Metabolic syndrome, impaired fasting glucose and obesity, as predictors of incident diabetes in 14?120 hypertensive patients of ASCOT-BPLA: comparison of their relative predictability using a novel approach.


Gupta, AK; Prieto-Merino, D; Dahlöf, B; Sever, PS; Poulter, NR; on behalf of the ASCOT Investigators, ; (2011) Metabolic syndrome, impaired fasting glucose and obesity, as predictors of incident diabetes in 14?120 hypertensive patients of ASCOT-BPLA: comparison of their relative predictability using a novel approach. Diabetic medicine, 28 (8). pp. 941-947. ISSN 0742-3071 DOI: https://doi.org/10.1111/j.1464-5491.2011.03330.x

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Abstract

Diabet. Med. 28, 941-947 (2011) ABSTRACT: Aims? To evaluate, in hypertensive patients, whether the metabolic syndrome is a better predictor of new-onset diabetes compared with impaired fasting glucose, obesity or its other individual components alone, or collectively. Methods? Cox models were developed to assess the risk of new-onset diabetes associated with the metabolic syndrome after adjusting for a priori confounders (age, sex, ethnicity and concomitant use of non-cardiovascular medications), its individual components and other determinants of new-onset diabetes. Area under receiver operator curves using the metabolic syndrome or models of impaired fasting glucose were compared, and the ability of these models to correctly identify those who (after 5-years of follow-up) would or would not develop diabetes was assessed. Results? The metabolic syndrome adjusted for a priori confounders and its individual components, and further adjusted for other determinants, was associated with significantly increased risk of new-onset diabetes [1.19 (1.00-1.40), P?=?0.05 and 1.22 (1.03-1.44), P?=?0.02, respectively]. The discriminative ability of the metabolic syndrome model [area under receiver operating curve: 0.764 (0.750-0.778)] was significantly better than the model of impaired fasting glucose [0.742 (0.727-0.757)] (P?<?0.001). The metabolic syndrome correctly allocates the risk of new-onset diabetes in a significantly higher proportion of patients (62.3%) than impaired fasting glucose status (37.7%) (P?<?0.001). The presence of both the metabolic syndrome and impaired fasting glucose were associated with an approximately 9-fold (7.47-10.45) increased risk of new-onset diabetes. Among normoglycaemic patients, the metabolic syndrome was also associated with significantly increased risk of new-onset diabetes, after adjusting for BMI and a priori confounders [1.66 (1.29-2.13)]. Conclusions? Both impaired fasting glucose and the metabolic syndrome predict the risk of new-onset diabetes; however, the metabolic syndrome is a better predictor than impaired fasting glucose in assigning the risk of new-onset diabetes in hypertensive patients, and among those with normoglycaemia.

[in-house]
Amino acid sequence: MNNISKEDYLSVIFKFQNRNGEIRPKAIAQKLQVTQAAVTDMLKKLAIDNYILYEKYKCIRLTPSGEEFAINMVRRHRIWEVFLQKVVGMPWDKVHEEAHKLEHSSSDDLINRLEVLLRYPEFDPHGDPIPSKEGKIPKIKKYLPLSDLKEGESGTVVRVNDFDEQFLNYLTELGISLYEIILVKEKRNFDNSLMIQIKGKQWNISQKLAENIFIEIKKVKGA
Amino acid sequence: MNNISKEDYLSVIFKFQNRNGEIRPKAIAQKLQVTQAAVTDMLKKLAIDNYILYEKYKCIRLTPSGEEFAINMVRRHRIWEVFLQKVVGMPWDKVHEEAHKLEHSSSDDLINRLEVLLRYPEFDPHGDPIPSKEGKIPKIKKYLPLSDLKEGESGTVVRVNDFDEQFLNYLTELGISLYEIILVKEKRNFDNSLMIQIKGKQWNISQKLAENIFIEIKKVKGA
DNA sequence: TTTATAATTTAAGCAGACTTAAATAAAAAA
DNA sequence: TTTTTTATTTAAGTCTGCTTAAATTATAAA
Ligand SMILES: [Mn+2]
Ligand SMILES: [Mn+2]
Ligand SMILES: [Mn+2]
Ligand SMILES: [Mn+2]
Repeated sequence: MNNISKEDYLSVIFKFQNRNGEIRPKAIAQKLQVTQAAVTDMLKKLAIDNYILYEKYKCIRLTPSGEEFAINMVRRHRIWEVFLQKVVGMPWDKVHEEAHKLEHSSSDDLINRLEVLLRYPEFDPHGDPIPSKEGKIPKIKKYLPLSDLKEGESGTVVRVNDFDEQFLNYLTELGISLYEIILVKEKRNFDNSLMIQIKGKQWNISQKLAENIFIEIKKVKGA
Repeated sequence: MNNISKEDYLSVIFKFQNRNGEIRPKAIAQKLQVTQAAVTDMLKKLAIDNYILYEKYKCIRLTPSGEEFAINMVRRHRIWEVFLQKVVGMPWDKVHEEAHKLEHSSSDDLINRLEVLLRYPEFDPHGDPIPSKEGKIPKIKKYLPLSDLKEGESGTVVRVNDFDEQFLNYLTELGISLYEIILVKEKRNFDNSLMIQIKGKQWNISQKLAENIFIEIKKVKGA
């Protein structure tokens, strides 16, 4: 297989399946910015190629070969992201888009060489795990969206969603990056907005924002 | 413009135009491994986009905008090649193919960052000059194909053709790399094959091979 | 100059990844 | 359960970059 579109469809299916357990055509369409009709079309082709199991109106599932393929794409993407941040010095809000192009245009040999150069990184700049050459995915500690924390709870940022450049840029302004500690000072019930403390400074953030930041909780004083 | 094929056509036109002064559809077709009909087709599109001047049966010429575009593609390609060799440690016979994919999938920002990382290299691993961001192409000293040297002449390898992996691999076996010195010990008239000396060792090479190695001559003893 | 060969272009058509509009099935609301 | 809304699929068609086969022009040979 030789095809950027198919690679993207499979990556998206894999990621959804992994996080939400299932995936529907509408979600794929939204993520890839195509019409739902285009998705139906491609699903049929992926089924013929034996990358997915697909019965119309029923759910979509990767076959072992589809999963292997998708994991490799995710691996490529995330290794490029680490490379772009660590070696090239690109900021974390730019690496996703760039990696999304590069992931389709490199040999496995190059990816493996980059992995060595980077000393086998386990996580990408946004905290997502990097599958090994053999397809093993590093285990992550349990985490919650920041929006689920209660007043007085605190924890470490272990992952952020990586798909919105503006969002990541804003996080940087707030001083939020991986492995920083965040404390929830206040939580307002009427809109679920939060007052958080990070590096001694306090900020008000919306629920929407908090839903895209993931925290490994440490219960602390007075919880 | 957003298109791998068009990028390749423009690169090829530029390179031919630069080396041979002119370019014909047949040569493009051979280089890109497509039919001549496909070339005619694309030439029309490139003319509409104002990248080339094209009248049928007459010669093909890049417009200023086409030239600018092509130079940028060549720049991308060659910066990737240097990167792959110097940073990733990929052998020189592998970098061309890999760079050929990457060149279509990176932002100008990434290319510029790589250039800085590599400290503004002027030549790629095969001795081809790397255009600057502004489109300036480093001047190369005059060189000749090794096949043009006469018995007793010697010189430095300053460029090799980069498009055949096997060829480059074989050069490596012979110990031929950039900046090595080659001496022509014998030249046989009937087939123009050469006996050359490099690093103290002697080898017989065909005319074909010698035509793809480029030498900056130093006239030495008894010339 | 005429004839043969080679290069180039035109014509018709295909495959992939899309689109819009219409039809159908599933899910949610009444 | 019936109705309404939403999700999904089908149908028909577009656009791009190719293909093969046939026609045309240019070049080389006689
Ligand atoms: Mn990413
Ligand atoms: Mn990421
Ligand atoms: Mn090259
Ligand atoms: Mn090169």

Item Type: Article
Faculty and Department: Faculty of Epidemiology and Population Health > Dept of Non-Communicable Disease Epidemiology
PubMed ID: 21749444
Web of Science ID: 292705100010
URI: http://researchonline.lshtm.ac.uk/id/eprint/375

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